Languages Articles by Private Tutors

French (general)

Editor's Pick

Confessions of a French Grammatician

Language learning contains four main elements: speaking, listening, reading and writing, and...
English as a Foreign Language (EFL)

Editor's Pick

Why we don't always mean what we say

The meaning of a statement is not always obvious from the meaning of the words it contains. I...
Elocution/ Accent Reduction

Editor's Pick

Don't chew - just get connected!

Many non-native speakers of English are completely mystified when they hear continuous spoken...
Modern Greek

Editor's Pick

Learning Greek is more than learning a language

It is said that thought goes along with language and one cannot develop the one without...

Fresh Articles

  • IELTS Speaking Advice

    The IELTS Teacher IELTS Tutor (South East London) Picture Many students forget that the speaking part of the IELTS test is assessing you on your ability to speak naturally and fluently. Many of my students suffer from giving robotic pre-prepared answers - this is not advisable at all! Examiners can easily spot answers that are pre-prepared and lack a...
  • Learning English or French through conversation

    Patrick Blum Business English Teacher (Twickenham) Picture Conversational language lessons may appear an easy option for students and tutors. After all, it looks a lot easier to be chatting away casually, than sitting down to a formal study of grammar and accompanying exercises. But it isn’t. ChallengeIf a conversation in English or French, for...
  • We hardly ever use YOU (anata)

    Takako Parsons Japanese Tutor (Shrewsbury) Picture We hardly ever use YOU (anata) We hardly ever use the word YOU (ANATA) in conversational Japanese. If you use ANATA with your family, friends and colleagues, it sounds very cold and unfriendly, either blaming or sarcastic. Referring your superior as ANATA would be extremely rude! Instead,...
  • 'I' - Watashi, Boku or Ore?

    Takako Parsons Japanese Tutor (Shrewsbury) Picture 'I' - WATASHI and others There are several equivalents of 'I' in Japanese. WATASHI is the most common word and found in most Japanese textbooks. WATASHI is used by both female speakers of all ages and adult male speakers in general. On the other hand, ORE is used by male speakers in quite...
  • German Films Are The Fun Way To Learn!

    Katja W German (general) Tutor (West London) Picture Films are a fun and effective way of improving your German skills. And by films I don't mean language programmes or online grammar lessons on YouTube. I am talking about entertainment such as feature films, real series or documentaries. You might wonder if your German skills are good enough to...
  • How To Write Work Emails Effectively Editor's Pick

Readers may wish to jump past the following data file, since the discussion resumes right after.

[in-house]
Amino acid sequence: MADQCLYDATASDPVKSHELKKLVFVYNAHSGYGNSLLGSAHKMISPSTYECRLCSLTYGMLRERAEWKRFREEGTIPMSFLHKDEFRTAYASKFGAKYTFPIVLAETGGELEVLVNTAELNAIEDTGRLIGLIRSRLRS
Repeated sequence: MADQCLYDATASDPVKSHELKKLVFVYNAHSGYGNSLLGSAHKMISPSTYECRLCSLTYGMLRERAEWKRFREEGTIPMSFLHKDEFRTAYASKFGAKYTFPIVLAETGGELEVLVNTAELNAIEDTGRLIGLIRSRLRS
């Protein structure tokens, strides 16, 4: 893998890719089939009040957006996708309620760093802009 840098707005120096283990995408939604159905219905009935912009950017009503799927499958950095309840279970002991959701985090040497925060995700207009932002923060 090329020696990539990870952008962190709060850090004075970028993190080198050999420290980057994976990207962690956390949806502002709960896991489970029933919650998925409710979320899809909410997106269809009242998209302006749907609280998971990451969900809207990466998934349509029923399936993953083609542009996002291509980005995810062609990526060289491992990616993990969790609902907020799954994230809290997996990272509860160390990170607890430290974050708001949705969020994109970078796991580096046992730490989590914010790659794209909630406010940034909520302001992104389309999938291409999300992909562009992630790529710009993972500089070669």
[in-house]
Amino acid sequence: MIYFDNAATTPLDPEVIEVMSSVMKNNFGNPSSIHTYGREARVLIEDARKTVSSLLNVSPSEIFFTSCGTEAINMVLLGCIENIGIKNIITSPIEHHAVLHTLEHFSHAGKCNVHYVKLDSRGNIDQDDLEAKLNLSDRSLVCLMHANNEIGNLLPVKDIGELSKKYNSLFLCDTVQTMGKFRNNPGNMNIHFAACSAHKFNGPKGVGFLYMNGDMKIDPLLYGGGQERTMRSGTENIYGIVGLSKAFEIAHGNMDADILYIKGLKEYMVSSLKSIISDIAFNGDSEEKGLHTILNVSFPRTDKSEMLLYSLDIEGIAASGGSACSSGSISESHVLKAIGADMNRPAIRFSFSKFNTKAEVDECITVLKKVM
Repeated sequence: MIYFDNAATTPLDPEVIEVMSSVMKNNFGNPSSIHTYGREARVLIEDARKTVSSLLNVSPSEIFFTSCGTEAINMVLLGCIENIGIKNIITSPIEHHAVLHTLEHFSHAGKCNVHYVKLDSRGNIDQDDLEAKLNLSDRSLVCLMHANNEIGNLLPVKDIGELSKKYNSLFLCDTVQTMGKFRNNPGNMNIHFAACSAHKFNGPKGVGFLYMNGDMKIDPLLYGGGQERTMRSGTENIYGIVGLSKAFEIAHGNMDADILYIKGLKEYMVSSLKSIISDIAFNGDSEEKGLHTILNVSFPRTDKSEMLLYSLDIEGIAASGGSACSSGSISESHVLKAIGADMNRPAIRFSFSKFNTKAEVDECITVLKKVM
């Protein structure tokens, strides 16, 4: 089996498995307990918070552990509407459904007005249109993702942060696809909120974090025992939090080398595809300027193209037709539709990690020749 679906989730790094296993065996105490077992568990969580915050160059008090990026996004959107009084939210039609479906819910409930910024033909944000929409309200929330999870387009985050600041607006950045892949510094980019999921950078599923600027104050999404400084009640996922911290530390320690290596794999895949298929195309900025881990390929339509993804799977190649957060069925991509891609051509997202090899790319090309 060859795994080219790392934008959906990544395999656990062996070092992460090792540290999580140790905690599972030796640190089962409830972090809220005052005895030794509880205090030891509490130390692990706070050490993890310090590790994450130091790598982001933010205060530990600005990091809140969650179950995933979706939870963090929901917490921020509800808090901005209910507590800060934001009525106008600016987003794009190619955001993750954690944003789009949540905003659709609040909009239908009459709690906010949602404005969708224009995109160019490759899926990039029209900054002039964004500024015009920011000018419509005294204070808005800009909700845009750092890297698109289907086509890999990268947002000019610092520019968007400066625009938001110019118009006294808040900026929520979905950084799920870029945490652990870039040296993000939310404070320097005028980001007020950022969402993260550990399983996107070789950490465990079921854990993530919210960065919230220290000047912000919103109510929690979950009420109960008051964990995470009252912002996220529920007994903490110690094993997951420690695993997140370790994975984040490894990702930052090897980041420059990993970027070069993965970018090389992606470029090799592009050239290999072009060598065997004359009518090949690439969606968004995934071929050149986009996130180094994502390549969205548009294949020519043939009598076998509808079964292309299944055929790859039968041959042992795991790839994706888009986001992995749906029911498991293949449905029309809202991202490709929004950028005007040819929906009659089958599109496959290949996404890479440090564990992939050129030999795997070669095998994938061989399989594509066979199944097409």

Maria Beamont Business English Teacher (East Central London) Picture Many people working in the UK lack confidence when writing emails. They will be excellent communicators, work to high professional levels and be competent team players but the thought of writing emails can fill them with dread. One area that should be taken into consideration is work etiquette...
  • The Worth of Singing to Wales

    Gwersi Lisa Angharad Welsh Tutor (Cardiff) Picture The Welsh would insist that singing is an integral part of a Welsh person's soul, but the real question is, is it embedded in our everyday life or do the Welsh value it to such extent that they ensure it is. The importance of singing in Wales stretches back at least a millennium, from the first...
  • The Role of English as a Second Language in Turkey

    Mrs Metin Karabulut English as a Foreign Language (EFL) Teacher (Tonbridge) Picture In Turkey, English is one of the subjects taught in most state and private schools. Other languages such as German and French are alternative subjects but English is the language elected by the majority of the students. That is mostly because of the fact that in most universities the medium of...
  • "For Free?"

    Clare Elizabeth Elocution/ Accent Reduction Tutor (Gloucester) Picture For a long time I have wrestled with the commonly used expression "for free" when referring to something for which no money is transacted. Surely the phrase should be "free"? Is the word "for" necessary? I don't think so. My father used to complain bitterly that the English language was...
  • Italian Grammar Is Important, But Not Vital

    Valentina Lallai Italian (general) Tutor (Twickenham) Picture First by attending to the students' needs, they have to be at ease and keen to learn Italian, and that is why tutors should involve them and get them to be enthusiastic in a fun, but enlightening way. But without the little building blocks of grammar we cannot build houses, bridges nor cities in...

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